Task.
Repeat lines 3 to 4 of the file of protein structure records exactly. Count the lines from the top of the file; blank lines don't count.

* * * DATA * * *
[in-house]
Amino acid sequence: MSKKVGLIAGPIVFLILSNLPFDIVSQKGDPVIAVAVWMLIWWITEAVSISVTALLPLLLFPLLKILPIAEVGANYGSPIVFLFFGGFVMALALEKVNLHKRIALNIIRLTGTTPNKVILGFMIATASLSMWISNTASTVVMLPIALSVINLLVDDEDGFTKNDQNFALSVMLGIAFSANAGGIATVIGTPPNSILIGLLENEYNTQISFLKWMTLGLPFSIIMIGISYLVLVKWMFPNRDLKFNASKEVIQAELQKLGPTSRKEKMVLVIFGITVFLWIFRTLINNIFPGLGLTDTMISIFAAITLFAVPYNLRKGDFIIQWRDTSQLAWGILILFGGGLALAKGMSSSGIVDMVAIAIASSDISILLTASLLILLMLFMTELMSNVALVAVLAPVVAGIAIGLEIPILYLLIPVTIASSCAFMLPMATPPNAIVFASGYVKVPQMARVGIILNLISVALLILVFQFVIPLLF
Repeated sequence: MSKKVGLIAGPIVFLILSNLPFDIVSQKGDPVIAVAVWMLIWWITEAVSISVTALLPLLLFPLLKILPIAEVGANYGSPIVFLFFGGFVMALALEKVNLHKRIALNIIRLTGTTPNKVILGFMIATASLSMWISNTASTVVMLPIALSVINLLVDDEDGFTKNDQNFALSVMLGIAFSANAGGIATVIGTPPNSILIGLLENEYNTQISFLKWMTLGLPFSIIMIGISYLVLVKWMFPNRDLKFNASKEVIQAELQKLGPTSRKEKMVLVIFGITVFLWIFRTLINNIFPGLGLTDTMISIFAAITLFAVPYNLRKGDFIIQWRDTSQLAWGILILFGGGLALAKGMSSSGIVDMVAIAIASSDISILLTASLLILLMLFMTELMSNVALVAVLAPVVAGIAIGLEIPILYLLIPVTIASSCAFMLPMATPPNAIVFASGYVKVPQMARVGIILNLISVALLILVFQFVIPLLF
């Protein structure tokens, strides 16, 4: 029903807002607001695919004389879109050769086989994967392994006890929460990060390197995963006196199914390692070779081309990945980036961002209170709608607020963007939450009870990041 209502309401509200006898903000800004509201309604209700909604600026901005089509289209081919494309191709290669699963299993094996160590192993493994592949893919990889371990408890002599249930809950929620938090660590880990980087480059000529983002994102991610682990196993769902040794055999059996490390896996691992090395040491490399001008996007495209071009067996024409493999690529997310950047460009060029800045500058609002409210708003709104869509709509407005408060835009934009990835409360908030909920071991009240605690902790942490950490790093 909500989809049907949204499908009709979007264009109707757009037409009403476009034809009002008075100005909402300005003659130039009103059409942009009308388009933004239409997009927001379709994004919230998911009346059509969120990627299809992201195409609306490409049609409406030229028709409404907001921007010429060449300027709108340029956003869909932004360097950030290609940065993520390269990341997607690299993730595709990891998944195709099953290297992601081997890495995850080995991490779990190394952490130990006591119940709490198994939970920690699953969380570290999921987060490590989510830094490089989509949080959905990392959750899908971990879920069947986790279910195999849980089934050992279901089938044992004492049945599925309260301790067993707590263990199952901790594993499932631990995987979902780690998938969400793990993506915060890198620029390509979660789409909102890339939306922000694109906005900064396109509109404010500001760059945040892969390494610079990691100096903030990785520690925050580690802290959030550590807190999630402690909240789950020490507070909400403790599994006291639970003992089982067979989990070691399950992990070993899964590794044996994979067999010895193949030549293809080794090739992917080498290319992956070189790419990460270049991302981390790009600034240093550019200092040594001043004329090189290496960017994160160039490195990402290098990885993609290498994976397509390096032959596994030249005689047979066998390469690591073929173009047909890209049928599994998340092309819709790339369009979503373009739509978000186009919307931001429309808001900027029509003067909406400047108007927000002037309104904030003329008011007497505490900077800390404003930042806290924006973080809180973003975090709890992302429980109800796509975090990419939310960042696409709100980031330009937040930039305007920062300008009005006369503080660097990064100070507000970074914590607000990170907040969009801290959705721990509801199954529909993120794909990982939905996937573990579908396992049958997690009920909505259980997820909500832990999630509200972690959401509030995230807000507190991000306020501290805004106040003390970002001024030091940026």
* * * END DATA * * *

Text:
Repeated sequence: MSKKVGLIAGPIVFLILSNLPFDIVSQKGDPVIAVAVWMLIWWITEAVSISVTALLPLLLFPLLKILPIAEVGANYGSPIVFLFFGGFVMALALEKVNLHKRIALNIIRLTGTTPNKVILGFMIATASLSMWISNTASTVVMLPIALSVINLLVDDEDGFTKNDQNFALSVMLGIAFSANAGGIATVIGTPPNSILIGLLENEYNTQISFLKWMTLGLPFSIIMIGISYLVLVKWMFPNRDLKFNASKEVIQAELQKLGPTSRKEKMVLVIFGITVFLWIFRTLINNIFPGLGLTDTMISIFAAITLFAVPYNLRKGDFIIQWRDTSQLAWGILILFGGGLALAKGMSSSGIVDMVAIAIASSDISILLTASLLILLMLFMTELMSNVALVAVLAPVVAGIAIGLEIPILYLLIPVTIASSCAFMLPMATPPNAIVFASGYVKVPQMARVGIILNLISVALLILVFQFVIPLLF
């Protein structure tokens, strides 16, 4: 029903807002607001695919004389879109050769086989994967392994006890929460990060390197995963006196199914390692070779081309990945980036961002209170709608607020963007939450009870990041 209502309401509200006898903000800004509201309604209700909604600026901005089509289209081919494309191709290669699963299993094996160590192993493994592949893919990889371990408890002599249930809950929620938090660590880990980087480059000529983002994102991610682990196993769902040794055999059996490390896996691992090395040491490399001008996007495209071009067996024409493999690529997310950047460009060029800045500058609002409210708003709104869509709509407005408060835009934009990835409360908030909920071991009240605690902790942490950490790093 909500989809049907949204499908009709979007264009109707757009037409009403476009034809009002008075100005909402300005003659130039009103059409942009009308388009933004239409997009927001379709994004919230998911009346059509969120990627299809992201195409609306490409049609409406030229028709409404907001921007010429060449300027709108340029956003869909932004360097950030290609940065993520390269990341997607690299993730595709990891998944195709099953290297992601081997890495995850080995991490779990190394952490130990006591119940709490198994939970920690699953969380570290999921987060490590989510830094490089989509949080959905990392959750899908971990879920069947986790279910195999849980089934050992279901089938044992004492049945599925309260301790067993707590263990199952901790594993499932631990995987979902780690998938969400793990993506915060890198620029390509979660789409909102890339939306922000694109906005900064396109509109404010500001760059945040892969390494610079990691100096903030990785520690925050580690802290959030550590807190999630402690909240789950020490507070909400403790599994006291639970003992089982067979989990070691399950992990070993899964590794044996994979067999010895193949030549293809080794090739992917080498290319992956070189790419990460270049991302981390790009600034240093550019200092040594001043004329090189290496960017994160160039490195990402290098990885993609290498994976397509390096032959596994030249005689047979066998390469690591073929173009047909890209049928599994998340092309819709790339369009979503373009739509978000186009919307931001429309808001900027029509003067909406400047108007927000002037309104904030003329008011007497505490900077800390404003930042806290924006973080809180973003975090709890992302429980109800796509975090990419939310960042696409709100980031330009937040930039305007920062300008009005006369503080660097990064100070507000970074914590607000990170907040969009801290959705721990509801199954529909993120794909990982939905996937573990579908396992049958997690009920909505259980997820909500832990999630509200972690959401509030995230807000507190991000306020501290805004106040003390970002001024030091940026």